Some companies conduct their psychometric tests online, but some require their candidate to convene at a physical location. Where the latter applies, aim to arrive 10 to 15 minutes early at your testing location. Check your bus or train schedule beforehand so that you can predict your commute time. This way, you can plan for any unexpected delays. By arriving early, you get a chance to conduct any pre-test procedures or you can use the time to calm down, such as using the restroom or touching up your make-up, if necessary.
5. Read the instructions carefully
Before beginning your psychometric test, read all the instructions carefully and find out what you're required to do and how long you have. This may take a few minutes of your test time but can help you succeed. Ensure you double-check all tables and graphs so as not to miss anything.
6. Use the right tools
Although most companies may provide candidates with test tools, it's better to come prepared. Whether the test is to be taken in your home or at a testing centre, come with a pen, paper, watch, dictionary and calculator, especially if you're taking a numerical aptitude test. Familiarise yourself with these tools ahead of time, as this can improve your speed and efficiency. If your test is online, remember to test your technical equipment to make sure it's working correctly. This could include confirming that your Internet browser is up-to-date and that you have a reliable connection and sufficient battery.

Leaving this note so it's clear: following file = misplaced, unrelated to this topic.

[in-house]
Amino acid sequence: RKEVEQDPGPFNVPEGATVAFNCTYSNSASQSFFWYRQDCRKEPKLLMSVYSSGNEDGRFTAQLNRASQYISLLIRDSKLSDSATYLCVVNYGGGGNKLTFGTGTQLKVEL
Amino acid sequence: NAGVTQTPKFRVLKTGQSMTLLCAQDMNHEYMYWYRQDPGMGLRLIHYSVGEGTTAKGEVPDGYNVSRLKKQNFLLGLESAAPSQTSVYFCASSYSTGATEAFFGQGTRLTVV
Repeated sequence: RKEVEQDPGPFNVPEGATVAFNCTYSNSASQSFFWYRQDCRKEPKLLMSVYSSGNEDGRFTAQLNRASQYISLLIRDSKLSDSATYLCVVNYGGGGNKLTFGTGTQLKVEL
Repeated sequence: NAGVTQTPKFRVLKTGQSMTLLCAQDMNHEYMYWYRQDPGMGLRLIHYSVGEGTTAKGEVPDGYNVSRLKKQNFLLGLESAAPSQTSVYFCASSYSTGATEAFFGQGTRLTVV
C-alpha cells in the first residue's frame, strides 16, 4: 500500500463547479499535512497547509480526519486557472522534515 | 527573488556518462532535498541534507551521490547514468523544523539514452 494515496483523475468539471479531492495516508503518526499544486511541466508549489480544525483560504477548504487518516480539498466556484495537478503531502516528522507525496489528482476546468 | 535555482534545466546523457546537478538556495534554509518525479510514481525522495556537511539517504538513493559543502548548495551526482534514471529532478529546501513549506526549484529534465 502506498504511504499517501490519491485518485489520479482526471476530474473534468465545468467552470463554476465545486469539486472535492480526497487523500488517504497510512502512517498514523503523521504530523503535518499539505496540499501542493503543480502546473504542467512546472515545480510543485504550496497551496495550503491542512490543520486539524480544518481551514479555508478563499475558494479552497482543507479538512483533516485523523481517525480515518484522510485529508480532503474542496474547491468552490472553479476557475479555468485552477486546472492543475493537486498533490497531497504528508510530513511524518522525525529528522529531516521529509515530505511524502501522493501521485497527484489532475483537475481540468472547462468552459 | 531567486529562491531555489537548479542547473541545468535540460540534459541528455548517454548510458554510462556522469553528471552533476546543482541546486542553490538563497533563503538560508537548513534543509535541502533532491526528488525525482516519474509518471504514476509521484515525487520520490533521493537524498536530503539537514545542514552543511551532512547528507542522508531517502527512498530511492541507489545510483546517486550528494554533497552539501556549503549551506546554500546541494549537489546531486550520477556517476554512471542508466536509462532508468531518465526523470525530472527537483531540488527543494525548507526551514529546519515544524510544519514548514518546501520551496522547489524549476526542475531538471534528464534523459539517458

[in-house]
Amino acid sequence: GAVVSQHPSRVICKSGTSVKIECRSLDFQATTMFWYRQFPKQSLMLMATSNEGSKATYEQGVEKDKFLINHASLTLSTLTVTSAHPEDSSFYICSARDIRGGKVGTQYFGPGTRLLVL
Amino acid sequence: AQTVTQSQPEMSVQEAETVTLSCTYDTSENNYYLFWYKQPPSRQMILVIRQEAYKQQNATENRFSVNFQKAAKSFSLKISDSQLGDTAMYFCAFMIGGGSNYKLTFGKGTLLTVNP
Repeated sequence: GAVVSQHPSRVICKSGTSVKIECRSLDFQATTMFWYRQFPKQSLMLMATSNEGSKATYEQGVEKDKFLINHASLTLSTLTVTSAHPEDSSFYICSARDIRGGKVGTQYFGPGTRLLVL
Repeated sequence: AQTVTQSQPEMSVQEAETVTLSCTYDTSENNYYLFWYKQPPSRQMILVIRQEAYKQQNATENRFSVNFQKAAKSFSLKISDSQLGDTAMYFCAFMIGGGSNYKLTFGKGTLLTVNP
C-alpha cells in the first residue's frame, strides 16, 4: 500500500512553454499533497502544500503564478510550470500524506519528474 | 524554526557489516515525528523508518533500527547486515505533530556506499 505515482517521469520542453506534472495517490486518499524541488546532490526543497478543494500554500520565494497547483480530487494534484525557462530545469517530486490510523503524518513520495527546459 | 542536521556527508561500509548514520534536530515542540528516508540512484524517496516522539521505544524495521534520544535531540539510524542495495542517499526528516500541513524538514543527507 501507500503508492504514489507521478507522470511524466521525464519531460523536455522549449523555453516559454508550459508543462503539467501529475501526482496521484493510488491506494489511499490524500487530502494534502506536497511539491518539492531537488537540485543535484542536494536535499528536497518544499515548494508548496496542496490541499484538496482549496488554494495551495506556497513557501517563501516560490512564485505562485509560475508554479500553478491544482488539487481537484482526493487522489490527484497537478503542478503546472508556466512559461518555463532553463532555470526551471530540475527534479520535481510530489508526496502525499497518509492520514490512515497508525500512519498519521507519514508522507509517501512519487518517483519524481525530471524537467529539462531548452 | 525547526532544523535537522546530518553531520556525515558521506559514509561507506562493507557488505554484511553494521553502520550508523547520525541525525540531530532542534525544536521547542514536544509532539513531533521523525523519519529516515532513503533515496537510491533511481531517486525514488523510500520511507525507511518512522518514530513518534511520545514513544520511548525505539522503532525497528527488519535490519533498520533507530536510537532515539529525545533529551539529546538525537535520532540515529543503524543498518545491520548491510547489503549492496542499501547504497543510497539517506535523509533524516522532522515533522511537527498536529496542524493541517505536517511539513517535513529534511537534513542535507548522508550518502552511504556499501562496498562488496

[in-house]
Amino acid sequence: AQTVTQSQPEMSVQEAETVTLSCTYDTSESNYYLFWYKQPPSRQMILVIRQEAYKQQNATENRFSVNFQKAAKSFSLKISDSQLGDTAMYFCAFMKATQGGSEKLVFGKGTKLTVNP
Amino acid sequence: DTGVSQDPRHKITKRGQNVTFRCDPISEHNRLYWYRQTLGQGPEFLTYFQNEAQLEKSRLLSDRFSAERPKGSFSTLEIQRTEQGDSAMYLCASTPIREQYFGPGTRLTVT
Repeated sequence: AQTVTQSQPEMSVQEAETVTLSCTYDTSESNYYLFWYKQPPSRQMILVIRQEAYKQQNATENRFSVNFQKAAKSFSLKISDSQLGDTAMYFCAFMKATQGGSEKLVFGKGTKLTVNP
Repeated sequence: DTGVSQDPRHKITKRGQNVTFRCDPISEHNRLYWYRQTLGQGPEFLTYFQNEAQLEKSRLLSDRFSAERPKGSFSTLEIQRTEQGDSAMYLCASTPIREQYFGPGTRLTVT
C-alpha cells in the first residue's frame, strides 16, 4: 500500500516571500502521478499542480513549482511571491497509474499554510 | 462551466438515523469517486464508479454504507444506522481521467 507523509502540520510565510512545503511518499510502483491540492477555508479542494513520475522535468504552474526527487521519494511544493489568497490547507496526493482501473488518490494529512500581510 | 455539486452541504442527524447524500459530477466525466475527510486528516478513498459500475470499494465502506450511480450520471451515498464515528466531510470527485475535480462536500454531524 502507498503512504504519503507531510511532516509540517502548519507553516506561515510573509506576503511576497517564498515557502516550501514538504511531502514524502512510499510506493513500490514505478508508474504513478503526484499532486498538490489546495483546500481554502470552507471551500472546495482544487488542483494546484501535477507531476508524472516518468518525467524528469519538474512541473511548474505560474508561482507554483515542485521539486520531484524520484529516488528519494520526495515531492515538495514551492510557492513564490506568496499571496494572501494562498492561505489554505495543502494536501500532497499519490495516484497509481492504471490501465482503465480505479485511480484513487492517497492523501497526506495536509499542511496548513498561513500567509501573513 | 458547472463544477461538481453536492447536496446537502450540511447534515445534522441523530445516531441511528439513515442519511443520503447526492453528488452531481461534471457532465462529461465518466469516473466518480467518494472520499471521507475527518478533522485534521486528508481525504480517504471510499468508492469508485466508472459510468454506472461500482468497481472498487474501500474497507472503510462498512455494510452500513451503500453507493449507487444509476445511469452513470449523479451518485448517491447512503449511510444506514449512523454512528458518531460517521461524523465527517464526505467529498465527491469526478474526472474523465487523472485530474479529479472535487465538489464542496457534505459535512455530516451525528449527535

7. Work with time
Most aptitude and ability tests are time-bound. This makes it necessary to regiment the time spent in answering each question. Begin by checking the duration of the entire exam and calculate how long it may take you to answer each question. Even when you don't know the answer to a particular question, try not to spend too much time on it. Simply continue with other questions and come back to it when you're done answering others. Consider circling the number or leaving a note for yourself so you remember to revisit the question at the end.
If you have time after completing, review your answers for accuracy and completion. This can help you identify mistakes or questions you missed. When practising, try to follow a similar timeline to help you prepare and feel more confident.